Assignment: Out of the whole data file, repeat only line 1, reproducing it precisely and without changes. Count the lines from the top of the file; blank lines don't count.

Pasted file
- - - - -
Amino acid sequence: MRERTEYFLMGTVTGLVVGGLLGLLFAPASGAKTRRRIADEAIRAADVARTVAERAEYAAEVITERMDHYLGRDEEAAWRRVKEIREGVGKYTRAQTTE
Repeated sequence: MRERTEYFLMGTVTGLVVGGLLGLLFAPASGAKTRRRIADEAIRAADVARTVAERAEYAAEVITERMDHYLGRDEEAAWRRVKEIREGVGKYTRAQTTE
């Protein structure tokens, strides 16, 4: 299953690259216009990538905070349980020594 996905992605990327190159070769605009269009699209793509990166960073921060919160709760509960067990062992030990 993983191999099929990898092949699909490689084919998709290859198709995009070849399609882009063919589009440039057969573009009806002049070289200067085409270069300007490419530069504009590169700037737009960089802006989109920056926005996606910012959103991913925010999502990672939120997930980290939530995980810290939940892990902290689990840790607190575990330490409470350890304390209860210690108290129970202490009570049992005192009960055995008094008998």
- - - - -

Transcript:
Amino acid sequence: MRERTEYFLMGTVTGLVVGGLLGLLFAPASGAKTRRRIADEAIRAADVARTVAERAEYAAEVITERMDHYLGRDEEAAWRRVKEIREGVGKYTRAQTTE